Digging through the guidance numbers

Credit Corp has lost market ground … but financial archeology points to further growth.

PORTFOLIO POINT: While Credit Corp hits its profit guidance numbers, the company’s shares have dropped. But CCP still has a strong financial record if you dig deep enough.

It is the market’s short termism that is its downfall. As this discussion of a particular aspect of Credit Corp’s reporting style demonstrates, it helps to be a bit of an archeologist.

Credit Corp (ASX: CCP) is a business I was watching closely heading into reporting season and the results, once presented, did little to change my view of the business or its prospects.

All things being equal, this is a business I plan on holding in the Montgomery Private Fund for some time yet.

You can read my discussion on CCP here, which will help in furthering your understanding of what the business does.

In short, I am comfortable that the business remains on track in the fifth year of its turnaround. Thomas Beregi and his team continue to do an excellent job, as reflected by increases in net after-tax profits of 26.7%, earnings per share of 24.5%, free cash flow of 55% and, to top it off, debt was completely repaid and return-on-equity improved to 23.3%.

Although I was chuffed, others clearly were not. The share price has subsequently fallen from $6.80 to $6, (-13.3%). Perhaps the business was expected to deliver results in excess of what was reported, even though management hit their guidance. More likely, however, it appears that the share price fall is based on the company’s forward-looking statements, which were conservative and below expectations.

As provided by CCP:

As you know, most investors take their cues from price. But this is folly. Price movements are a reflection of the manic depressive character of the market and it is our job as value investors to take advantage of price. Taking your cues from price action is lunacy.

As investors and shareholders, the only way to see through the market’s ‘noise’ is to focus on the business rather than the stock, and focus on the value rather than the price.

Anyone who has followed the business knows that current management has been conservative in their guidance at the commencement of each financial year, and below I have reproduced the company’s announced ranges at the start of the past three years. I have also reproduced their regular updates throughout the year and then the actual results. When compared in a single table and with the midpoints of the company guidance at each date, a clear trend emerges.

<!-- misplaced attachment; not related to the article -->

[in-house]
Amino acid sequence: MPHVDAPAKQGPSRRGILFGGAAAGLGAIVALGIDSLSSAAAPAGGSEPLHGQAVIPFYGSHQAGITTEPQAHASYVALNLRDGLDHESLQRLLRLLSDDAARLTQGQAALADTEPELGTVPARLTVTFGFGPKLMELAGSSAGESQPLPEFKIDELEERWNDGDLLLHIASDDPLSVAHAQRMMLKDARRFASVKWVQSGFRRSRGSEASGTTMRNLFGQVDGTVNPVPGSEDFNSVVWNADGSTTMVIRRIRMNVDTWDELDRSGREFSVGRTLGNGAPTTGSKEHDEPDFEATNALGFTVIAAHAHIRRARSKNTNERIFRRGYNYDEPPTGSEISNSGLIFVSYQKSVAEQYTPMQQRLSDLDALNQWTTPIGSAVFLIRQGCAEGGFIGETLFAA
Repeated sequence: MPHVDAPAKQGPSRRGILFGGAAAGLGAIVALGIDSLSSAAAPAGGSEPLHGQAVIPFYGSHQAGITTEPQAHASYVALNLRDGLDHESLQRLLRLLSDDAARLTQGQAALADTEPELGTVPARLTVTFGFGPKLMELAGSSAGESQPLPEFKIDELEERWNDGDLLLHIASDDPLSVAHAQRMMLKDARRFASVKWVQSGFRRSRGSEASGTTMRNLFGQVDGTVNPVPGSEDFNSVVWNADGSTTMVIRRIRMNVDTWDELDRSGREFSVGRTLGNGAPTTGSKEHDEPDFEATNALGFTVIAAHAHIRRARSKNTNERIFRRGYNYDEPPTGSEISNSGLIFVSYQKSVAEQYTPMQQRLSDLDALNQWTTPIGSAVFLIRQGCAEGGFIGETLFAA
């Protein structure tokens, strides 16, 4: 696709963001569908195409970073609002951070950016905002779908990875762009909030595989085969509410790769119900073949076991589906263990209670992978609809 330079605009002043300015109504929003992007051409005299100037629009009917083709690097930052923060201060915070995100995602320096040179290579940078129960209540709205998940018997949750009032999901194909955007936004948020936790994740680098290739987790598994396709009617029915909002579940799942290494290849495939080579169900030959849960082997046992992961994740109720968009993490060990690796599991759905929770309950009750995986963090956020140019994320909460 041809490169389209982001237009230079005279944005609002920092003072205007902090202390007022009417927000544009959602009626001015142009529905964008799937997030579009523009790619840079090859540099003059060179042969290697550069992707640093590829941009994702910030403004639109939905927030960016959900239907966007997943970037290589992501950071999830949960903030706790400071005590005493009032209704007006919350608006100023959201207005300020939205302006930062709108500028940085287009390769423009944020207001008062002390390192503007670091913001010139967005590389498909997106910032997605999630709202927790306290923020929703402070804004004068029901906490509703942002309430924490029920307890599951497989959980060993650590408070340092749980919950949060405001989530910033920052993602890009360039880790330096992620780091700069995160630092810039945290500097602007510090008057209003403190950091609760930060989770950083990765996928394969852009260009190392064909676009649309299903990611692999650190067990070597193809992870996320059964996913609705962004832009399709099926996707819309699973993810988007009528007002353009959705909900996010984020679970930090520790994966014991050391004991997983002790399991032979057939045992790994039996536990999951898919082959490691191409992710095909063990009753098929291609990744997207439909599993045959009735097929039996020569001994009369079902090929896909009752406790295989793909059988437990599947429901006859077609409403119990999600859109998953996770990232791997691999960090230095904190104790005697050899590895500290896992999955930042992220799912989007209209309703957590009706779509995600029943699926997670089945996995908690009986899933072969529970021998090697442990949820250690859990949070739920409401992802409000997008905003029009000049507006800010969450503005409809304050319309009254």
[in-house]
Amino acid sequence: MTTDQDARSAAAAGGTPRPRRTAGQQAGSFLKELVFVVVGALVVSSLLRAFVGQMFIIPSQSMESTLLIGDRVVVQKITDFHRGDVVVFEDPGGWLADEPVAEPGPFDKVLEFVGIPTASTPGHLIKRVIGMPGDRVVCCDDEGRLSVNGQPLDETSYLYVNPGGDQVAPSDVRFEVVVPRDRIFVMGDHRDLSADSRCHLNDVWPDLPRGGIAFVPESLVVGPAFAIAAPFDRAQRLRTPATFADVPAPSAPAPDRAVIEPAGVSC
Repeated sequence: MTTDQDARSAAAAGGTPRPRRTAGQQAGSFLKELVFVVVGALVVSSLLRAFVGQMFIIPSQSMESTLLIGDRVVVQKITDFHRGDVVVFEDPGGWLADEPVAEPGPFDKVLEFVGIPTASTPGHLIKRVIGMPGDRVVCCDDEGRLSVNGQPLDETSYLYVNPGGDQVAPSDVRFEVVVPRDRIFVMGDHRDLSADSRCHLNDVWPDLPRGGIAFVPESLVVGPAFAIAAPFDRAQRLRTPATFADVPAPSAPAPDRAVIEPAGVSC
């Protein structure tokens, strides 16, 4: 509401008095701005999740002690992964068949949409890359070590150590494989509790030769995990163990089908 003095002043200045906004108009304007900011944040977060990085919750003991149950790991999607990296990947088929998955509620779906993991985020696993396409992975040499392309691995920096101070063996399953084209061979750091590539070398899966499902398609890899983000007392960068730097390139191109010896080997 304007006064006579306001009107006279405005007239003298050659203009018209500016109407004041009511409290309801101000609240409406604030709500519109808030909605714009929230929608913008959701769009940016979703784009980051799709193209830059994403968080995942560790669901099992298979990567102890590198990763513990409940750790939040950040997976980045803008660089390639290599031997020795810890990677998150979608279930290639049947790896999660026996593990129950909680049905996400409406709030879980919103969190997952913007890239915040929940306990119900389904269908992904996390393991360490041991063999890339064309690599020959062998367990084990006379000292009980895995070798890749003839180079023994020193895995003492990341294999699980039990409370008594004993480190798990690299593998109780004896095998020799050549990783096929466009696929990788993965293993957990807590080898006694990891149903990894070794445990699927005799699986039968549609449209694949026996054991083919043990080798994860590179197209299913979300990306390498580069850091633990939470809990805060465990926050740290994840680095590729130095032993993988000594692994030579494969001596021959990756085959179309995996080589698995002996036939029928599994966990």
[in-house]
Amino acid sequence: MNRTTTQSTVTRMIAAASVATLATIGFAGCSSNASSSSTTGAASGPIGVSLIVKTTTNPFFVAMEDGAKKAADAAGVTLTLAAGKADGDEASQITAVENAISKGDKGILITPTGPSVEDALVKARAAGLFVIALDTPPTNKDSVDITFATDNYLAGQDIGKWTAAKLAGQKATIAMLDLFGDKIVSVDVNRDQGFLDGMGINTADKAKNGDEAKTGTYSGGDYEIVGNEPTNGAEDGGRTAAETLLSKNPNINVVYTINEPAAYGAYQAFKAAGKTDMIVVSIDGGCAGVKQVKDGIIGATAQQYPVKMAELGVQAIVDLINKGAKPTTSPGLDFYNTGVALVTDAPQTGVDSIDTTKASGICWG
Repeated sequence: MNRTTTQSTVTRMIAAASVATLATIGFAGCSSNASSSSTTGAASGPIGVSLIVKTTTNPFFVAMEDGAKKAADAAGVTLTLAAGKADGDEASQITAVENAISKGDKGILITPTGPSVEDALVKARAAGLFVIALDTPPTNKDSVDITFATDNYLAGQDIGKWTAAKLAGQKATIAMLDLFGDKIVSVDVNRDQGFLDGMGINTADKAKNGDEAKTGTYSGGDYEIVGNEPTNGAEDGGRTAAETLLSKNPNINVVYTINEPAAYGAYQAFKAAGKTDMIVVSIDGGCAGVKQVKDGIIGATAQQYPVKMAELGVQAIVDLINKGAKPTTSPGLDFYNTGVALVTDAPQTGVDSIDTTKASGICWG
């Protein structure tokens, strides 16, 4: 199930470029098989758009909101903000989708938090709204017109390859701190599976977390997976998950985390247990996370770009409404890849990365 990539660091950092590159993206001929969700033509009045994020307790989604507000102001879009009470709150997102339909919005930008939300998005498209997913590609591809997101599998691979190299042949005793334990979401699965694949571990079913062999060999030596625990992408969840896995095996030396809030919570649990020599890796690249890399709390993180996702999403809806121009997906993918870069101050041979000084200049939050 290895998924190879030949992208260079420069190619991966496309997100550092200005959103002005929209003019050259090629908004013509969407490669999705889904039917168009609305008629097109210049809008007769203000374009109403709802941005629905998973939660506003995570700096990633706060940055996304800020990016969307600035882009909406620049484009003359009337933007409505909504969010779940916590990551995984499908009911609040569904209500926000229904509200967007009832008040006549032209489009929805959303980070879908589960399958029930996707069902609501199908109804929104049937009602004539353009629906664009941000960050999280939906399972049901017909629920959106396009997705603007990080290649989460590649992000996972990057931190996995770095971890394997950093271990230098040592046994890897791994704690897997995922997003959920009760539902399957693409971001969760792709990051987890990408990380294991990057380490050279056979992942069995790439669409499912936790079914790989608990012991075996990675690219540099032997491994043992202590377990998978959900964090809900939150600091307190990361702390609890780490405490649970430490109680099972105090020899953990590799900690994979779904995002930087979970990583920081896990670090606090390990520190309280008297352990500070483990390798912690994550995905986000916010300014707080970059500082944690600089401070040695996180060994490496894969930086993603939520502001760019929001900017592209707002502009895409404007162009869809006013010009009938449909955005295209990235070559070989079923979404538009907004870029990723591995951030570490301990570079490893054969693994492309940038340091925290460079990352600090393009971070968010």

By focusing on the ‘initial guidance’ provided a company can catch an investor off-guard, both on the positive and negative side. For CCP, three updates have historically occurred in November, February and May in the lead-up to the full-year result, and in each time the initial guidance has been revised higher.

This classic under promise/over deliver attitude is one I like, but just as I get used to it I have to be mindful that a company cannot continue to grow at phenomenal rates forever. But, thus far Thomas B and his team give me little reason not to believe that the estimate provided for the 2013 financial year won’t be revised higher in subsequent quarters. Of course, it will be relatively easy to see if the pattern is broken. Here’s a table for you to pin to your investing calendar.

Management most recently stated that business conditions are tough. Lots of competition and aggressive pricing is making it particularly difficult for CCP. The purchasing outlook for the coming year might be more subdued, but I believe the strong levels of purchasing during 2011 and 2012 along with additional purchased ledgers this financial year of between $80 million-$90m (admittedly versus guidance of $50m-$70m) will continue to contribute to earnings growth in 2013 and produce profits in excess of the 61 cents earnings per share, or a net profit of $28m guided.

Indeed, if the business’s recent momentum continues, the 71% of customer accounts already on recurring revenue payment plans could produce 65 cents in earnings per share, or a net profit after tax of $30m.

And so, while the market has sold down the shares on the back of lower expectations of future growth, Credit Corp remains a highly profitable, debt free, high free cash producing company that is the clear market leader when compared to its listed peer Collection House (ASX: CLH) and unlisted competitors Baycorp and ACM.

I will continue to back management heading into the 2013 calendar for a number of reasons. First, chairman Donald McLay seems to be doing the same by again purchasing shares on-market for $6.53 recently. Second, the company appears to be a high-quality business producing high rates of return on equity with little or no debt and finally, as is illustrated by the chart above.

Skaffold indicates the shares are attractive at the current market price and the prospects for further intrinsic value growth currently appear to be in place. And given, according to Skaffold, there are only a handful of companies that meet all the criteria, I’ll take what I can get.

If the company again produces results that exceed current company guidance, let’s add archeology to the list of skills required to be a successful investor.


Roger Montgomery is an analyst at Montgomery Investment Management and author of Value.able, available exclusively at rogermontgomery.com.